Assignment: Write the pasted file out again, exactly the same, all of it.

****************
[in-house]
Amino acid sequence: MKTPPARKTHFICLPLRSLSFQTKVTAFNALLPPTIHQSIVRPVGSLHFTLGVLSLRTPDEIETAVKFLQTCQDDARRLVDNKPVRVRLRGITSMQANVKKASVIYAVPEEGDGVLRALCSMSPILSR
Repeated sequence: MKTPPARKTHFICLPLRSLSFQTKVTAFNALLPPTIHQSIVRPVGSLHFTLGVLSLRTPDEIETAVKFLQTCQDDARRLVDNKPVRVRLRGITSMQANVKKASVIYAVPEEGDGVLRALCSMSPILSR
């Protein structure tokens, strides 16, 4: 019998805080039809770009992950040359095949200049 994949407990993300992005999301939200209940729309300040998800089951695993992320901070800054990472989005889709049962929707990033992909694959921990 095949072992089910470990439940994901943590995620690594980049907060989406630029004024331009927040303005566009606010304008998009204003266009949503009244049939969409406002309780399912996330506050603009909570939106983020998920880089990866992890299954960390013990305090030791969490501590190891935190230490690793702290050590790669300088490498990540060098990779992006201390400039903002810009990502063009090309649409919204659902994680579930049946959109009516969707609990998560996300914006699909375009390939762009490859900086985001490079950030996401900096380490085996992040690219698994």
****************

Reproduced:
[in-house]
Amino acid sequence: MKTPPARKTHFICLPLRSLSFQTKVTAFNALLPPTIHQSIVRPVGSLHFTLGVLSLRTPDEIETAVKFLQTCQDDARRLVDNKPVRVRLRGITSMQANVKKASVIYAVPEEGDGVLRALCSMSPILSR
Repeated sequence: MKTPPARKTHFICLPLRSLSFQTKVTAFNALLPPTIHQSIVRPVGSLHFTLGVLSLRTPDEIETAVKFLQTCQDDARRLVDNKPVRVRLRGITSMQANVKKASVIYAVPEEGDGVLRALCSMSPILSR
């Protein structure tokens, strides 16, 4: 019998805080039809770009992950040359095949200049 994949407990993300992005999301939200209940729309300040998800089951695993992320901070800054990472989005889709049962929707990033992909694959921990 095949072992089910470990439940994901943590995620690594980049907060989406630029004024331009927040303005566009606010304008998009204003266009949503009244049939969409406002309780399912996330506050603009909570939106983020998920880089990866992890299954960390013990305090030791969490501590190891935190230490690793702290050590790669300088490498990540060098990779992006201390400039903002810009990502063009090309649409919204659902994680579930049946959109009516969707609990998560996300914006699909375009390939762009490859900086985001490079950030996401900096380490085996992040690219698994």